Ever had a tiff with Amazon? Should I publish my emails?
Any thoughts on my new children’s books?
A little while ago, Michael D’Agostino, of A Life Examined, brought up the idea of a new blog hop called Question of the Month. He thinks blog readers would like to know a little more about us, the bloggers. So we’re all gathering to show you guys who we are by taking part in the Question of the Month blog hop. On the first Monday of each month, we answer the question that gets posted here.
This month’s question is: “What’s a decision you’ve made in the past that you know, logically, was the right decision to make, but which you still feel guilty or regretful about?”
This is a pretty deep question. I don’t want to shy away from it or not give it my full consideration. I’m just not sure if I have anything that really stands up to this.
In my mind, this question is a matter of making a correct choice that doesn’t maybe feel right or hurts someone along the way. Example; a manager makes the choice to fire someone who comes to work a little late every day and is the lowest ranked sales rep, but who is also the nicest person in the department and a really hard worker. The manager has to let someone go, but they still feel bad about it. I just don’t know that I’ve had to make any decisions like that.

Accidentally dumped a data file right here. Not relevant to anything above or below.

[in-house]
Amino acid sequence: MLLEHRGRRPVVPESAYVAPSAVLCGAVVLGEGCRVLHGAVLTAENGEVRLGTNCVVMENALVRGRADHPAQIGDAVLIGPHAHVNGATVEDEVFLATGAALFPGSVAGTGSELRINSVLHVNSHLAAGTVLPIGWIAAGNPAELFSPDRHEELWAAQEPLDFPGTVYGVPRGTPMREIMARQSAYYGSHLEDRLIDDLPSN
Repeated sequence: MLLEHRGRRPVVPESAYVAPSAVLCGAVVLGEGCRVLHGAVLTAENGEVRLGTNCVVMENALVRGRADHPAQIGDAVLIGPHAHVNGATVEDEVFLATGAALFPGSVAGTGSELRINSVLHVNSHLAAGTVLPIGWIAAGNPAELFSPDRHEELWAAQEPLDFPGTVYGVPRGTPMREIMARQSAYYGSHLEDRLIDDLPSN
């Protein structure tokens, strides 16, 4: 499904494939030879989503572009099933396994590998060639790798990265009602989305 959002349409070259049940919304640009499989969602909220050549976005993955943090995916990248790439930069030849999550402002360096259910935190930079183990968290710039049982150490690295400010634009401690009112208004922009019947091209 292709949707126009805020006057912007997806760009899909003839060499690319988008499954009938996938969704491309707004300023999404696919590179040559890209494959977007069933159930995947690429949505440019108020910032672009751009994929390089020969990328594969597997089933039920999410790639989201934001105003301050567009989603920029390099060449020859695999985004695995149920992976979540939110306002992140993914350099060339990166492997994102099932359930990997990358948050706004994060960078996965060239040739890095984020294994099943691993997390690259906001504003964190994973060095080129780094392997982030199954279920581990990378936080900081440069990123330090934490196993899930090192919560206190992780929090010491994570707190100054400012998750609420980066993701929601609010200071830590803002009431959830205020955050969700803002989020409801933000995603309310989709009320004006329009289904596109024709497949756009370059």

I guess the closest I’m come to something like this would be letting go of certain attachments and friendships. I’ve had to do that at different times in my life and I always feel bad afterwards. In retrospect, it’s obvious that I made the right choice because my life is less dramatic and more peaceful overall without those people in it. At the time, though, that I ended those relationships, it was me being the bad guy, telling the other person they needed to change or walk away.
It takes a lot to tell someone that they are toxic and that their choices and or behavior is harmful. No one likes to feel that they are less than anyone else, but when someone says, “You gotta change,” how else could you possibly feel. So, I did the right and logical thing, but I still feel bad.
Please visit the other participants in this hop and even join in if you’d like. I’m curious to see if I interpreted the question correctly. I also wonder what kinds of responses others will share.
Thank you for taking the time to read this post. If you like it let me know and share it with others. See you next time, Toi Thomas. #thetoiboxofwords